Composer Sylvie Bodorová
The name of Sylvie Bodorová has been closely connected with modern classical music in the Czech Republic for about the last 30 years, in which time her compositions have been performed on every continent, including Antarctica. She is one of few female composers whose work is a staple of classical musical festivals the world over and is featured on more than two dozen albums. The first in that long list of compositions was a piano piece written when she was seven years old - she performed it in her public debut a year later. When we met in the studio recently, I couldn’t help but wonder how she sees that piece today, with so many decades of success behind her.
“It is quite interesting, that is the only piece I remember; I’m still able to play it. Of course, I’ve finished many, many pieces that I don’t remember so well, but maybe it’s because it was such hard work for me to write that first piece, because for a child it is very difficult to find the right note, and length and all the rhythmic values and everything. So it was hard work, I remember that it took me a long, long time to write it.”
How do you view your own progress as a composer when you look back at your older scores?
“I have to say, I had to throw away many of my first compositions, because I’m quite critical. I try to keep only the things that I really feel were written the way they should be. Of course, each composition is a system, and if it is built well then I can take that. Then there are some pieces that are not built well, and I had to throw them away. I’m trying to progress as a composer, but I always hold on to one idea: that each piece of music should have a message, it should say something. And that is something that I already knew when I started composing – that I’d like to give something through my music. Music, and composing, is not just a game for me, but sending a message to the listener and the musicians.”
Can you give me some examples? From your very prolific career, what have been some of the pieces that have carried the most important messages for you, or that have carried them the most successfully?
“For example, my string quartet, the Terezín Ghetto Requiem. The message is very clear. The piece is inspired by the performance of a requiem by Verdi in [the WWII concentration camp] Terezín. And I visited Terezín and I saw all the circumstances, and it was so powerful that I decided to write a piece inspired by this event. The message is very clear: that we should remember what happened and we should do everything so that it could not happen in the future. And I’m very glad that this piece is played all over the world, not only because it is my music, but because this message is clear and many people understand what I meant by it.”
The Terezín Ghetto Requiem is a tremendously poignant piece, and - I’m a little shy to suggest it but - it seems like a perfect piece for film as well. Would you be opposed to it being interpreted in that way, or used in that way?
“It has been used in film as well. But, you know, it’s quite an interesting question, because I think that we are a generation that is so connected with film that even listeners expect something like that, it is helpful to them. I don’t know how to explain it, but I feel no difference between film music and good music. I think it is a new point for composers to consider, a new phenomenon.”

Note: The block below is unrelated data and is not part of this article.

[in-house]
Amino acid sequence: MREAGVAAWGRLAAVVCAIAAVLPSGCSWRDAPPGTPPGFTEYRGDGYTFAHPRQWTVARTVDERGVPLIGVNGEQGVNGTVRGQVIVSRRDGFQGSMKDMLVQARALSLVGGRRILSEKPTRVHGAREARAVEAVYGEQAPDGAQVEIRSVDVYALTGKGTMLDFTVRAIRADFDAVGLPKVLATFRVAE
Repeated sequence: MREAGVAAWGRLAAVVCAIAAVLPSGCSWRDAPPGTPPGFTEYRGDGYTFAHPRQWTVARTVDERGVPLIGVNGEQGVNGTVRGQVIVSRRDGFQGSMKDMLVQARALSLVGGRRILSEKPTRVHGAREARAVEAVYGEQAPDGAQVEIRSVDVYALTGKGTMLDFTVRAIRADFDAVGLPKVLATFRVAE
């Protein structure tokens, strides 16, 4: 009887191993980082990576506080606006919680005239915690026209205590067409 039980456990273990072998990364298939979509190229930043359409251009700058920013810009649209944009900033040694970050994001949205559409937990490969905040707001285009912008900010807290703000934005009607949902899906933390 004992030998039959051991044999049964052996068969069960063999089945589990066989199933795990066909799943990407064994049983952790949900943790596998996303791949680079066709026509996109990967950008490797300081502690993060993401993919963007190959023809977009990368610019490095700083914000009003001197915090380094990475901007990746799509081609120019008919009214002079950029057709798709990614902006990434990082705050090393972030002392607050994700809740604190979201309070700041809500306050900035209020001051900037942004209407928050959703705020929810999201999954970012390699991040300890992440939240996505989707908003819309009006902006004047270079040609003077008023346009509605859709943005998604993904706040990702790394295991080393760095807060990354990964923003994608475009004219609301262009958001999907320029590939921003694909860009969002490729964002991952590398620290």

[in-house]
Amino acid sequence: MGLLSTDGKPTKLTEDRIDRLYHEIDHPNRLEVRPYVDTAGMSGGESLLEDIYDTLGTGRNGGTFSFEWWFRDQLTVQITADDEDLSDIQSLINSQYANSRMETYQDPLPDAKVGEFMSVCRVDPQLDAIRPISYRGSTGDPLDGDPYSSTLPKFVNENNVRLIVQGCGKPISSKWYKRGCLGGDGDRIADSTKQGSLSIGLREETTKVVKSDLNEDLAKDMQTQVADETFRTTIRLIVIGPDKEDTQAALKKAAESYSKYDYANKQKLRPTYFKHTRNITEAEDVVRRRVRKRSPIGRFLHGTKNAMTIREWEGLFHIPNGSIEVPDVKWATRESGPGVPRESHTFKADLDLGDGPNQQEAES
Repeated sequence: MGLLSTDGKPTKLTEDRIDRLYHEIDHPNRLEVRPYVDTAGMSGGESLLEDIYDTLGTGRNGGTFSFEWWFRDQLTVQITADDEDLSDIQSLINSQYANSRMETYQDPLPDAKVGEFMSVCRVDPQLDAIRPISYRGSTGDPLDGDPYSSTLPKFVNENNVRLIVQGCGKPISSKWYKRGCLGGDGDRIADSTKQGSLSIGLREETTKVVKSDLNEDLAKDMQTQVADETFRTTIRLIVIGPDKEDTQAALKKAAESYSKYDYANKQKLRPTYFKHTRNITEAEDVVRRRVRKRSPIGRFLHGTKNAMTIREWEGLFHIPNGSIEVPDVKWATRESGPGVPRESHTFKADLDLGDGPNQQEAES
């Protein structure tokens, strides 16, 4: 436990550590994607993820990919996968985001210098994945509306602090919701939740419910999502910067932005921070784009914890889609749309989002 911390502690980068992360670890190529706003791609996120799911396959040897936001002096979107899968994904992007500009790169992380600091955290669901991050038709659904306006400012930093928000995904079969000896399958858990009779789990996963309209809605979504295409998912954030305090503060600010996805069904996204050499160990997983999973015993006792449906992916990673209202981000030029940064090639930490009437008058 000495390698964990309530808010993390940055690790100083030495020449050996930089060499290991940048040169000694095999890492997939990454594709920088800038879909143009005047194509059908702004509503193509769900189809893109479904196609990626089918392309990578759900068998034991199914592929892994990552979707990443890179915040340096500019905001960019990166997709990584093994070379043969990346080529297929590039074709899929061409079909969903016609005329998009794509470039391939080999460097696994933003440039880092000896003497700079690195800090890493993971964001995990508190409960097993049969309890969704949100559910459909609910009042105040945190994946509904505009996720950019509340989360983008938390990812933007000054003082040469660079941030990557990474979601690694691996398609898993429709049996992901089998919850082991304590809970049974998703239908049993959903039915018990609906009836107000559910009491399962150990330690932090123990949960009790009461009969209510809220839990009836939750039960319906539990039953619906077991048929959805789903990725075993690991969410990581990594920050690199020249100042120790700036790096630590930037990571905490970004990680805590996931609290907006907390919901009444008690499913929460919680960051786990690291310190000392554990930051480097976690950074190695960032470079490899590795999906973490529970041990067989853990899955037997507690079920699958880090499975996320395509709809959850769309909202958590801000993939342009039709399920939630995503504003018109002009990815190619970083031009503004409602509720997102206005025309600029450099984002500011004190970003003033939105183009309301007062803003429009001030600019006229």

Can you tell me about how you became a musician and a composer?
“I was born a composer [laughs]. Unfortunately. It is not an easy life, but beautiful. As a really little baby, my favourite activity was playing the piano and improvising. But I am from a medical family, and my while family took it as a disaster – why had I decided on such a terrible profession? But it happened.”
Were there many women studying composition at conservatory when you were there?
“No, even at the Academy of Arts I was the only woman who was a composer at that time. It was much more rare than today.”
And was that difficult for you at all, being the only woman studying composition?
“I didn’t take it that way, no. I didn’t feel that it was a problem. I’ll tell you, my strategy from the beginning was this: when you start composing as a young girl you don’t think of yourself as male or female, you just compose. And that is my approach to composition: I’d like to be a good composer, not to be a good female composer, that’s how I feel about it.”
Is it just as easy for a woman composer to become established and accepted when her work is good?
“I would say that we have some advantages. For example, when I started I was better seen than others, because I was a rarity, you know? So if you want to see being a female composer as a positive value you can. If you want to see the negative values you can find many of them as well.”
The inspiration that seems to be behind a lot of your work seems to come from a wide variety of sources, like Gypsy music and Jewish music, even Chinese music I believe. Are these things that you intentionally look for as sources of inspiration, or do they come naturally through your travels and through your own self-education?
Several of your compositions deal with religious themes. Are you religious? Or is it particularly the Jewish tradition that you are interested in?
“I see it philosophically. I am not really religious, but I am not against it of course; if I were, I wouldn’t be able to write these pieces. I am sort of pantheistic in orientation. I think religion brings some values that we lack in our society, and that is the reason that I use religion for my message.”